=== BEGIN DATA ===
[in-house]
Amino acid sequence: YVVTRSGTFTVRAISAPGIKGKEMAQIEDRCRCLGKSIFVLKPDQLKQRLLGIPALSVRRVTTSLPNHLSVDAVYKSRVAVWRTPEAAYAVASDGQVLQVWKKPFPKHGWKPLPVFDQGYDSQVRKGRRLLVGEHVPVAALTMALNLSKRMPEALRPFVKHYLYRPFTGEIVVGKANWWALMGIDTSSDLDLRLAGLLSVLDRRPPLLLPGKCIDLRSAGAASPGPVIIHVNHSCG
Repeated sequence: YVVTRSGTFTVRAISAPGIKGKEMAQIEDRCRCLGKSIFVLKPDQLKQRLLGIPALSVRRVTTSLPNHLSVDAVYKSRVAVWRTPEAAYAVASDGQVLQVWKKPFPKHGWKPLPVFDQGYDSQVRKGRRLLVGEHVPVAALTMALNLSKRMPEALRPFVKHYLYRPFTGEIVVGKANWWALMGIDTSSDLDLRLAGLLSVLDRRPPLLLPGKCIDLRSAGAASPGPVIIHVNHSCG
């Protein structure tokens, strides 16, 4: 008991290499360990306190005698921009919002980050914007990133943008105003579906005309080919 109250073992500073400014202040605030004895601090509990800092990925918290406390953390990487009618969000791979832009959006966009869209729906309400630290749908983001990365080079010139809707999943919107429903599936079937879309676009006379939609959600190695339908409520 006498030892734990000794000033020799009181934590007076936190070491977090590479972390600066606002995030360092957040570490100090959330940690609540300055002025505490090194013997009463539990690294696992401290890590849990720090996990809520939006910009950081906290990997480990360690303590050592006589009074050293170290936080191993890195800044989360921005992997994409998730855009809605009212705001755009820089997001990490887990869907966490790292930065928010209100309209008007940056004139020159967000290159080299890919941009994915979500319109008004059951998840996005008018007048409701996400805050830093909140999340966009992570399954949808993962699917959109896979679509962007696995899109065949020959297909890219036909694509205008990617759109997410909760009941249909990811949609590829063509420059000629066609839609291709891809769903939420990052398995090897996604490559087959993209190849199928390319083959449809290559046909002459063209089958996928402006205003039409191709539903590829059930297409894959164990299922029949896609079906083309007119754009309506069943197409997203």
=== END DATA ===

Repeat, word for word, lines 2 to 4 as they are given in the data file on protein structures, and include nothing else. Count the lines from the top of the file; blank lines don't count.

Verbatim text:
Amino acid sequence: YVVTRSGTFTVRAISAPGIKGKEMAQIEDRCRCLGKSIFVLKPDQLKQRLLGIPALSVRRVTTSLPNHLSVDAVYKSRVAVWRTPEAAYAVASDGQVLQVWKKPFPKHGWKPLPVFDQGYDSQVRKGRRLLVGEHVPVAALTMALNLSKRMPEALRPFVKHYLYRPFTGEIVVGKANWWALMGIDTSSDLDLRLAGLLSVLDRRPPLLLPGKCIDLRSAGAASPGPVIIHVNHSCG
Repeated sequence: YVVTRSGTFTVRAISAPGIKGKEMAQIEDRCRCLGKSIFVLKPDQLKQRLLGIPALSVRRVTTSLPNHLSVDAVYKSRVAVWRTPEAAYAVASDGQVLQVWKKPFPKHGWKPLPVFDQGYDSQVRKGRRLLVGEHVPVAALTMALNLSKRMPEALRPFVKHYLYRPFTGEIVVGKANWWALMGIDTSSDLDLRLAGLLSVLDRRPPLLLPGKCIDLRSAGAASPGPVIIHVNHSCG
């Protein structure tokens, strides 16, 4: 008991290499360990306190005698921009919002980050914007990133943008105003579906005309080919 109250073992500073400014202040605030004895601090509990800092990925918290406390953390990487009618969000791979832009959006966009869209729906309400630290749908983001990365080079010139809707999943919107429903599936079937879309676009006379939609959600190695339908409520 006498030892734990000794000033020799009181934590007076936190070491977090590479972390600066606002995030360092957040570490100090959330940690609540300055002025505490090194013997009463539990690294696992401290890590849990720090996990809520939006910009950081906290990997480990360690303590050592006589009074050293170290936080191993890195800044989360921005992997994409998730855009809605009212705001755009820089997001990490887990869907966490790292930065928010209100309209008007940056004139020159967000290159080299890919941009994915979500319109008004059951998840996005008018007048409701996400805050830093909140999340966009992570399954949808993962699917959109896979679509962007696995899109065949020959297909890219036909694509205008990617759109997410909760009941249909990811949609590829063509420059000629066609839609291709891809769903939420990052398995090897996604490559087959993209190849199928390319083959449809290559046909002459063209089958996928402006205003039409191709539903590829059930297409894959164990299922029949896609079906083309007119754009309506069943197409997203």